It began with a simple DM from a friend “I’m sorry about Shane Warne,” and my heart sank. Immediately I knew what this meant, but didn’t want to believe it. A quick search confirmed the worst, Warne, one of the most influential Australian cricketers of all-time and a formative part of my sporting childhood, had died at age 52 of a suspected heart attack.
In that moment of confirmation, I didn’t think of the incredible wickets Warne captured or the highlights I’ve watched thousands of times over the decades. Instead it was a memory of my friend Louis and I, wheeling a trash can to the middle of the lane behind his house when we were 8 years old, bowling for hours on end with a tennis ball. We tried to generate as much spin as possible, just like our hero. When we hit the can we’d both cheer, if either of us got tremendous movement we’d compare notes, honing our craft to be more like Warney.
Shane Warne wasn’t just a cricket legend, he made cricket cool. It was a sport I’d watch religiously with my grandmother on long, lazy summer afternoons — but it wasn’t something I’d classify as “cool” just yet. It was your parents’ sport, your grandparents’ sport. Kids at the time in Australia were falling in love with basketball, putting posters of Michael Jordan or Shaquille O’Neal on their walls. We wouldn’t get excited about a five day test match, instead we watched dunk contests and basketball highlight tapes showing athletic creativity. It was impossible for cricket’s stoic, reserved public image to match that.
Enter Shane Warne. A shock of spiky blonde hair, undone buttons on his cricket uniform revealing a gold chain, a popped collar. Warne was a rockstar in a world of crooners. I imagine the reaction to Warne was similar to that of Elvis, critics viewing him as an uncouth iconoclast challenging cricket’s “gentlemanly” image. Every kid in Australia fell in love. It wasn’t just how Warne carried himself, but what he did with a cricket ball in his hands. The art of spin bowling became the most badass thing in cricket overnight, and everyone wanted to be just like Warney.
Spinning a cricket ball is art, and it’s a medium we all wanted to master. Using either the wrist, fingers, or a combination of both, the idea is to generate ludicrous spin on the ball when it leaves your hand. Warne would routinely hit 3,000 rpm or higher, causing it to move when it strikes the ground. He combined this with a wide array of different techniques, turning his art into absolute wizardry. The leg break, causing it to veer back in towards the batsman, the googly, which causes the ball to spin away from the batter, the flipper, a backspinning physics mystery that causes the ball to hang low — every attempt was like witnessing a magician pull a rabbit out of his hat.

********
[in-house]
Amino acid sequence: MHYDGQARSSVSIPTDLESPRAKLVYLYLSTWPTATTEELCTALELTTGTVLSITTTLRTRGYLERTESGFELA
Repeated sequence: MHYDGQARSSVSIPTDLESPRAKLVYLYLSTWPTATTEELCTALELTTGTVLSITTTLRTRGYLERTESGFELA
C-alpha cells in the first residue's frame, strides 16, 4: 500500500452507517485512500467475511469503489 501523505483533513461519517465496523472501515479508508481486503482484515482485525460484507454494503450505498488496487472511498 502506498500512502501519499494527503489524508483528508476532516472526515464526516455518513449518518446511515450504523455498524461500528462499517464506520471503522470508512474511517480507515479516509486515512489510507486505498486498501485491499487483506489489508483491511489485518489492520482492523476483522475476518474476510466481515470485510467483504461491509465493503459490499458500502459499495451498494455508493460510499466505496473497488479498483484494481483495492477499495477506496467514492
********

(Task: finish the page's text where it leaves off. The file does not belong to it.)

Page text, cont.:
It culminated with the “Ball of the Century,” which is No. 1 in the above video, and took place in England in 1993. It’s regarded as one of the greatest balls ever delivered by a cricket bowler. It’s one moment containing many strokes of brilliance. Warne modified his gait to approach slower than normal, making England batsman Mike Gatting think he was facing a slower ball. Warne then increased his arm speed to deliver it quicker. He floated the ball through the air to Warne’s right, causing Gatting to commit to play where he thought the ball was going to land — then, when it hit the pitch it traveled 18” across the batsman, striking the wickets and giving Warne his first wicket against England.
We all wanted to be like Shane Warne, and it was so pronounced there were news stories about it. Genuine concern emerged about kids trying to be like Warney, with pediatricians warning that children could develop repetitive stress injuries or even problems with muscle development in their wrists and hands, all by trying to spin a heavy cricket ball. My over-protective mother would ask me as I left the house, bat and ball in tow, not to “do too many spin bowls.” I’d promise I wouldn’t, and it was a lie — I’d attempt 500 that day. I’m fine, for the record.
The story of Shane Warne extends beyond my early childhood, and admittedly it’s not all pretty. In 1998 he was fined for his part in giving pitch and weather conditions to a bookmaker. In 2003 he was suspended for use of a performance enhancing drug. Like all athletes he was not perfect, and had his fair share of controversies, but that didn’t stop him being one of my sporting idols.
It’s impossible to image what the landscape of Australian cricket would be today without the influence of Warne. It’s my belief that he legitimately saved the sport from fading into obscurity. There was a dire need in the early 90s to find someone who could make it cool to play this starched, old-folks game — and Warne was that catalyst. The tapestry of my sporting childhood will be forever woven with the threads of Warney’s brilliance, and I’ll never forget that.
Rest in peace, Shane Warne. Thank you.